By Dr Patricia Tumelty
Mary Wollstonecraft – A Vindication of the Rights of Woman argues that people are not ‘by nature’ one way or another – rather, that women are ‘socialised’ to be a certain way because of their station in society. Her life’s work involved campaigning for an end to the subjugation of women arguing for a need to create the conditions in our society for equality for all regardless of sex or class.
As we race towards election date these words are as relevant today as the late 18th century.
They are relevant because:
We are witnessing the impact of poverty on women in Jersey and across the globe. Women living hand to mouth have limited choices and even fewer opportunities to escape from the consequences of abuse, trauma, mental illness, and addiction. No matter what anyone says, empty pockets make it very difficult to move forward in relationships or to maintain good physical and mental health.
Mental-health problems are rising, and the absence of a consistent trauma informed network means many women and men don’t get to testify or tell their own story except sometimes to a judge.
Across the Atlantic we hear rumours of overturning the 1973 landmark decision of the US Supreme Court Roe V Wade ruling and the implications for the rights of women, and we still have secret schools for girls in the capital of Afghanistan.
Back here on our own doorstep in Jersey if Wollstonecraft’s spirit/ghost were to appear at the political husting over the next few weeks what might she thinking or feeling? She may be excited that we are turning out more young women today who are able to pursue any education degrees according to their abilities. She may be furious, however, when she learns that young women’s progression in education is still more connected to the sums of money their parents have in the bank than their ability.
She may despair when she reads how division and poor outcomes continue to exist in our education system as early as nursery as found in the recent Jersey Community Relations report. She may have a glimmer of hope peppered with disappointed that we have 61 male and only 32 female candidates. She may issue us with a stark warning that, taken to its limits, such inequality in female representation creates the conditions for the ongoing subjugation of women to thrive. But her own life was not straightforward, and I think she would raise a glass to all the women out there who maintain their courage and dignity through it all.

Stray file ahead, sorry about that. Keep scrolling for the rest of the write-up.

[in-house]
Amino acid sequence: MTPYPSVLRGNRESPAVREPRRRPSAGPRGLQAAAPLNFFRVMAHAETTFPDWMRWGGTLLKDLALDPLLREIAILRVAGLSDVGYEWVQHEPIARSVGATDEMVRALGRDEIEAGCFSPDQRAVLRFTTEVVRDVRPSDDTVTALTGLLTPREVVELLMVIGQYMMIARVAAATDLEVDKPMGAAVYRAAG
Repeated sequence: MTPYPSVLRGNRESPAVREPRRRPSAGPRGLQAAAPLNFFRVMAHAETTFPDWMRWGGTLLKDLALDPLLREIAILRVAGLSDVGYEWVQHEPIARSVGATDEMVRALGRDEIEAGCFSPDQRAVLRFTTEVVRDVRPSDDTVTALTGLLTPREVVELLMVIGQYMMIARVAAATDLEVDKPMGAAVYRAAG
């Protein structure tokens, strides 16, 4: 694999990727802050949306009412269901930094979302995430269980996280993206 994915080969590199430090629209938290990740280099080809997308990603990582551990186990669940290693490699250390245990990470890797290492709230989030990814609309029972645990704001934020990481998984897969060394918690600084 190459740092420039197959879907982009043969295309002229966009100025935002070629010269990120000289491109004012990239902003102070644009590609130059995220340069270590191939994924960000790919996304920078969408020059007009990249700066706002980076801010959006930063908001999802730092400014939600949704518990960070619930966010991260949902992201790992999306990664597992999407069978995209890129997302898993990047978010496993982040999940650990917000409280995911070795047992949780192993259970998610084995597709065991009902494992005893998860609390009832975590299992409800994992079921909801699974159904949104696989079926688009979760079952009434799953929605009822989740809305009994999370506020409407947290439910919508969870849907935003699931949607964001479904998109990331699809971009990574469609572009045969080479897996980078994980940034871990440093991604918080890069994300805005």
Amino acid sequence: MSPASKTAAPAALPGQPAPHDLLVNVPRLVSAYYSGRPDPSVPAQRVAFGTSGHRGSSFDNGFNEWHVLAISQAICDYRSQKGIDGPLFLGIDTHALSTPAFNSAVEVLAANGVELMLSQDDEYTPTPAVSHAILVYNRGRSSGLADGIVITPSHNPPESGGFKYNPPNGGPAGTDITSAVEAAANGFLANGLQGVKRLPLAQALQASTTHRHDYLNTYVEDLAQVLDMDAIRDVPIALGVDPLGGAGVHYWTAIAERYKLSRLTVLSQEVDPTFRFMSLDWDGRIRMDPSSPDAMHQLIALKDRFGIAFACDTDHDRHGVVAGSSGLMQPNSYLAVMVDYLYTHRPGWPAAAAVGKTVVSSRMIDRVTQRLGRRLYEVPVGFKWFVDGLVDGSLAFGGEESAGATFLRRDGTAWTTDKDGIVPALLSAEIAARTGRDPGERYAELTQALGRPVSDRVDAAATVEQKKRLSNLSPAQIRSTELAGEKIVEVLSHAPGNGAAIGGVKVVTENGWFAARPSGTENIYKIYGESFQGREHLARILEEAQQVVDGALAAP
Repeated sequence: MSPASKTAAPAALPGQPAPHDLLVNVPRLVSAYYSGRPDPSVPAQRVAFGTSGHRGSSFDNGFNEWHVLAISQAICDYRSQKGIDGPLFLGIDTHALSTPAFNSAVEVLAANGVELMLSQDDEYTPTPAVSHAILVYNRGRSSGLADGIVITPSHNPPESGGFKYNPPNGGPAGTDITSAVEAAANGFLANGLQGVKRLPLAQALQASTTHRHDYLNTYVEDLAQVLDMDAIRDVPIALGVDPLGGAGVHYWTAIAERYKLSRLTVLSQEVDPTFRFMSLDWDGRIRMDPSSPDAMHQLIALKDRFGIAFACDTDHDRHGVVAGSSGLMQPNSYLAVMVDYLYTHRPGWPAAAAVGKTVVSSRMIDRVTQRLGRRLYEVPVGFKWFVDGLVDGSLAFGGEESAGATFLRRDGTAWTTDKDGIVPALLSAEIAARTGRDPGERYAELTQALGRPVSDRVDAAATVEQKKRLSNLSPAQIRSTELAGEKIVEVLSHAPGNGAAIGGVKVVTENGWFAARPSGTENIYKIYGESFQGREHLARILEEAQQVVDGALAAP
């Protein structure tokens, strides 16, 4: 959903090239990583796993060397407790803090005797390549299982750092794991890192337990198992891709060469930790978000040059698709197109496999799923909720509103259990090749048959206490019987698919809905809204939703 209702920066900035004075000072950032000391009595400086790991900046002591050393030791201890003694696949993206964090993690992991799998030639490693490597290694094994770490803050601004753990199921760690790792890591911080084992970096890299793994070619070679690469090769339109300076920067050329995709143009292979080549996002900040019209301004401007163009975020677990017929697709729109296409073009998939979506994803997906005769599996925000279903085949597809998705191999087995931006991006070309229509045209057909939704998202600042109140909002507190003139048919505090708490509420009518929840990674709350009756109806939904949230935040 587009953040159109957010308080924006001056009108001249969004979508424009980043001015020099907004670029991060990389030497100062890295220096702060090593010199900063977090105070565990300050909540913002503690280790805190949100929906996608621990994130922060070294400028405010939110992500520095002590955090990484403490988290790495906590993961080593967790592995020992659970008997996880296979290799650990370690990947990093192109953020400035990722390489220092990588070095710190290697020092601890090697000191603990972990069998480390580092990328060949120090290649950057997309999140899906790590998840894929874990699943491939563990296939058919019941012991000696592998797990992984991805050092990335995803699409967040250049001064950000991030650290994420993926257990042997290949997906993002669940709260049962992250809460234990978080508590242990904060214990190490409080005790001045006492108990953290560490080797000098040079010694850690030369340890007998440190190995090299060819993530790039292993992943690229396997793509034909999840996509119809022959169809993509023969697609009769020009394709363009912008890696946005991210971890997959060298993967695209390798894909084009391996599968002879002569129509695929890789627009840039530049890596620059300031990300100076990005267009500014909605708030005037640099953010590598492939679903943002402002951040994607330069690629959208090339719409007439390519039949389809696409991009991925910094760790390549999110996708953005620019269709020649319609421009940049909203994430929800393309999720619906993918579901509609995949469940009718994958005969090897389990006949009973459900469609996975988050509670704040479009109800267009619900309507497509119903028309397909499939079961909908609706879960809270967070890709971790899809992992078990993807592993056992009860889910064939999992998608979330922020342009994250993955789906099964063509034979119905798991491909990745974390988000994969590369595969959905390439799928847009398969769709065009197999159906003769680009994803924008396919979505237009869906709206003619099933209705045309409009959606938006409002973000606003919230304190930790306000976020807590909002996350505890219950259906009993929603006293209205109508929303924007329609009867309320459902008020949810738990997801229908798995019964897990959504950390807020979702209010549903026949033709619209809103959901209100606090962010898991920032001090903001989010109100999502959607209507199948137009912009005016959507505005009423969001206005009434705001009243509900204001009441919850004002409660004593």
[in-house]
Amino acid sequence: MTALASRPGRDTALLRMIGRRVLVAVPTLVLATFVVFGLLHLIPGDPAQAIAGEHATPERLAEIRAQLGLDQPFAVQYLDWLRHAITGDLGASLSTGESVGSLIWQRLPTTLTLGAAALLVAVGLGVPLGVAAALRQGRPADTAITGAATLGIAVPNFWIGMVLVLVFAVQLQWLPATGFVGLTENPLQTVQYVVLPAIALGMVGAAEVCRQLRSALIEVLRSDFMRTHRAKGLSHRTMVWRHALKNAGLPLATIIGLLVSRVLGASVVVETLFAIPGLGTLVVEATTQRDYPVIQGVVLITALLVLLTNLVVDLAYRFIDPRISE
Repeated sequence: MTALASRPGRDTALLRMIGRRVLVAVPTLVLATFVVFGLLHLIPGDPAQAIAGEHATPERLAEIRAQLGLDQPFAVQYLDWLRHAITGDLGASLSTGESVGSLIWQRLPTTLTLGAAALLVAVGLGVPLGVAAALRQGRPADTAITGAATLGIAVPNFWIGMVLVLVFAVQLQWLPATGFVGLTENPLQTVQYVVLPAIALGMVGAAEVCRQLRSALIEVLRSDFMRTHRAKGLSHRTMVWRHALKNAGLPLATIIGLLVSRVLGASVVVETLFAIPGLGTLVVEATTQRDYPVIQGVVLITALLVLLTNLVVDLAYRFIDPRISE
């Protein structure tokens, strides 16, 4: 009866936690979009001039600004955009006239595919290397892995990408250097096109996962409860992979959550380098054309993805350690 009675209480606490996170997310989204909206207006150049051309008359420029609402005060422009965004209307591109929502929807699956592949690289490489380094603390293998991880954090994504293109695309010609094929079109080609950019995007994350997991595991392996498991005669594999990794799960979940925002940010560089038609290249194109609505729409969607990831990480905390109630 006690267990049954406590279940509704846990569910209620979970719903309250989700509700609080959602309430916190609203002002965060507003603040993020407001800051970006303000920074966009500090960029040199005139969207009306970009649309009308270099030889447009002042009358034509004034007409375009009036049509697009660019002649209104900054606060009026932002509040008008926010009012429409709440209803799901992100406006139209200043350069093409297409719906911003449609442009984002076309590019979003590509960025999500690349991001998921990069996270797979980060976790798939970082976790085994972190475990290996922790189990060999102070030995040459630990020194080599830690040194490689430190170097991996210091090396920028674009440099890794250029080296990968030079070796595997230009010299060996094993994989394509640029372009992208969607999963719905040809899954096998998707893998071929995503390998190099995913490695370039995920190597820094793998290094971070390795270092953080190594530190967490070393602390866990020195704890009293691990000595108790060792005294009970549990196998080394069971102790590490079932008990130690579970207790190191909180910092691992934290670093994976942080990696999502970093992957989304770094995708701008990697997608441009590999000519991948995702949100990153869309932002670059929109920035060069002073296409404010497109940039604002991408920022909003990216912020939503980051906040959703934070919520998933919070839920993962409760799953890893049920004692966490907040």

As we move out of the pandemic, craving to get back to some kind of normality, we are all in real danger of sugar-coating inequalities and turning away from complex and unpalatable truths. Dopesick, the Disney Plus portrayal of The Sackler family, owners of the Purdue Pharma drug giants behind America’s opioid scandal is a powerful reminder of how greed, denial and entitlement are the perfect foundations for some people to succeed and for others to fail or die. This drama also evokes ways in which families are always desperately seeking solutions and trying to find the right thing to say and do as they watch their loved ones disappear into the swamp of addiction. Broken but not surprised was the most common emotion of the family’s response to relapse and a piercing reminder of how families are constantly caught in a spiral of over and under reacting. Trying to know what level of reaction to take is like trying to catch running water and impossible to measure.
Science and common sense are said in the end to have defeated Covid-19. Unfortunately, in trying to defeat addiction the science is woefully lacking. And even the science that is emerging, such as how the brain chemistry is changed in someone addicted to opioids, doesn’t get much airplay. Unfortunately, when it comes to supporting mentally ill people or those in the throes of addiction, judgmental and misguided beliefs about who is or who isn’t deserving of treatment or support take centre stage.
Because there is no accessible science to follow, we need to better support people relying on gut instinct and caring for people from whom many others have turned away. It’s also why we need to educate our politicians, the old and the new ones, on these life-and-death matters hidden behind walls of shame, ignorance, and denial. If we really want to build back better post-Covid we need the shiny newly elected politicians to understand and get to grips with the role charities such as Mind Jersey and Silkworth Lodge have in delivering better public health outcomes for all.
An exasperated carer, visiting Mind Jersey recently, explained to me how the universe keeps throwing stuff at us until we figure it out. Her words are a powerful reminder that we cannot turn away from those most in need and often least understood. Wollstonecraft would want us to keep focusing on the issues holding women back, including the impact of mental illness and addiction on women and families. She would want us to campaign for a fair transparent welfare safety net, to build strong partnerships to tackle the complex relationship between mental health and poverty at a community level and individual level. She would want us to build on our successes and to get out and vote for women or men on 22 June.
Patricia is executive director at Mindjersey, a member of the women in politics group and can be contacted at P.email@example.com